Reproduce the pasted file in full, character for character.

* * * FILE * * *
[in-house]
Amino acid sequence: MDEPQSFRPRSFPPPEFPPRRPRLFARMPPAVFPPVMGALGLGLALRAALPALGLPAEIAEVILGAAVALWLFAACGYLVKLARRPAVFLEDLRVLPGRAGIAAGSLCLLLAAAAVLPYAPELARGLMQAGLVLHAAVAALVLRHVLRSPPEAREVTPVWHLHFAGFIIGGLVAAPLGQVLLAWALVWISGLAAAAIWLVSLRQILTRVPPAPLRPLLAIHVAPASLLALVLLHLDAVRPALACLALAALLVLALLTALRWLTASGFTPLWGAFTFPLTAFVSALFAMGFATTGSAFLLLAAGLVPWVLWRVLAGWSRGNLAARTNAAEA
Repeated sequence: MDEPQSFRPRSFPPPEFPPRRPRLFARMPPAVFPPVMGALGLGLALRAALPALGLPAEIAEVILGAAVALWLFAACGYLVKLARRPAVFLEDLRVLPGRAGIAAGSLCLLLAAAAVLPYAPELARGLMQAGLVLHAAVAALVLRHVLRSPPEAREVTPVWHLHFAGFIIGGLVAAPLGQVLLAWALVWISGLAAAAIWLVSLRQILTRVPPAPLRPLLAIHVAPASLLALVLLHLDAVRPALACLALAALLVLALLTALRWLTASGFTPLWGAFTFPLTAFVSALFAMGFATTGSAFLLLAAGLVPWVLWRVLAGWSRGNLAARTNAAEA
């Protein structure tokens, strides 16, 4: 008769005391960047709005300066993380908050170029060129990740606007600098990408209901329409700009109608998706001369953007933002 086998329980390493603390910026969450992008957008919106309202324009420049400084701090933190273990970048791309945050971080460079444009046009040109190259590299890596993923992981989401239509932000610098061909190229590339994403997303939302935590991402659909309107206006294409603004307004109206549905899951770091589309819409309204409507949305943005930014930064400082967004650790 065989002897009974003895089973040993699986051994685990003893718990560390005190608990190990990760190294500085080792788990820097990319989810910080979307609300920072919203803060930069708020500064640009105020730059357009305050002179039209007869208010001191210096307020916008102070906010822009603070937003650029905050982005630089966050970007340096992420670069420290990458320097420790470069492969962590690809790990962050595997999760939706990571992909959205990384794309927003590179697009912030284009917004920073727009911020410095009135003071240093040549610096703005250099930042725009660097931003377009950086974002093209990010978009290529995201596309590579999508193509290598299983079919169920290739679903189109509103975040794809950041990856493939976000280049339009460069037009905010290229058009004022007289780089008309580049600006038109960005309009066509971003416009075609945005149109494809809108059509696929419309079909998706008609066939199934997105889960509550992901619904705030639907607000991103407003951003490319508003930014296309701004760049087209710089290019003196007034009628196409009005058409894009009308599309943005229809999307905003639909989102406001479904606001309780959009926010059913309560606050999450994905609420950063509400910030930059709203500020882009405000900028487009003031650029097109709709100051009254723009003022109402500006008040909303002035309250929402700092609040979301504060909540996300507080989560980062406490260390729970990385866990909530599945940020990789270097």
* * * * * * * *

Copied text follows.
[in-house]
Amino acid sequence: MDEPQSFRPRSFPPPEFPPRRPRLFARMPPAVFPPVMGALGLGLALRAALPALGLPAEIAEVILGAAVALWLFAACGYLVKLARRPAVFLEDLRVLPGRAGIAAGSLCLLLAAAAVLPYAPELARGLMQAGLVLHAAVAALVLRHVLRSPPEAREVTPVWHLHFAGFIIGGLVAAPLGQVLLAWALVWISGLAAAAIWLVSLRQILTRVPPAPLRPLLAIHVAPASLLALVLLHLDAVRPALACLALAALLVLALLTALRWLTASGFTPLWGAFTFPLTAFVSALFAMGFATTGSAFLLLAAGLVPWVLWRVLAGWSRGNLAARTNAAEA
Repeated sequence: MDEPQSFRPRSFPPPEFPPRRPRLFARMPPAVFPPVMGALGLGLALRAALPALGLPAEIAEVILGAAVALWLFAACGYLVKLARRPAVFLEDLRVLPGRAGIAAGSLCLLLAAAAVLPYAPELARGLMQAGLVLHAAVAALVLRHVLRSPPEAREVTPVWHLHFAGFIIGGLVAAPLGQVLLAWALVWISGLAAAAIWLVSLRQILTRVPPAPLRPLLAIHVAPASLLALVLLHLDAVRPALACLALAALLVLALLTALRWLTASGFTPLWGAFTFPLTAFVSALFAMGFATTGSAFLLLAAGLVPWVLWRVLAGWSRGNLAARTNAAEA
């Protein structure tokens, strides 16, 4: 008769005391960047709005300066993380908050170029060129990740606007600098990408209901329409700009109608998706001369953007933002 086998329980390493603390910026969450992008957008919106309202324009420049400084701090933190273990970048791309945050971080460079444009046009040109190259590299890596993923992981989401239509932000610098061909190229590339994403997303939302935590991402659909309107206006294409603004307004109206549905899951770091589309819409309204409507949305943005930014930064400082967004650790 065989002897009974003895089973040993699986051994685990003893718990560390005190608990190990990760190294500085080792788990820097990319989810910080979307609300920072919203803060930069708020500064640009105020730059357009305050002179039209007869208010001191210096307020916008102070906010822009603070937003650029905050982005630089966050970007340096992420670069420290990458320097420790470069492969962590690809790990962050595997999760939706990571992909959205990384794309927003590179697009912030284009917004920073727009911020410095009135003071240093040549610096703005250099930042725009660097931003377009950086974002093209990010978009290529995201596309590579999508193509290598299983079919169920290739679903189109509103975040794809950041990856493939976000280049339009460069037009905010290229058009004022007289780089008309580049600006038109960005309009066509971003416009075609945005149109494809809108059509696929419309079909998706008609066939199934997105889960509550992901619904705030639907607000991103407003951003490319508003930014296309701004760049087209710089290019003196007034009628196409009005058409894009009308599309943005229809999307905003639909989102406001479904606001309780959009926010059913309560606050999450994905609420950063509400910030930059709203500020882009405000900028487009003031650029097109709709100051009254723009003022109402500006008040909303002035309250929402700092609040979301504060909540996300507080989560980062406490260390729970990385866990909530599945940020990789270097």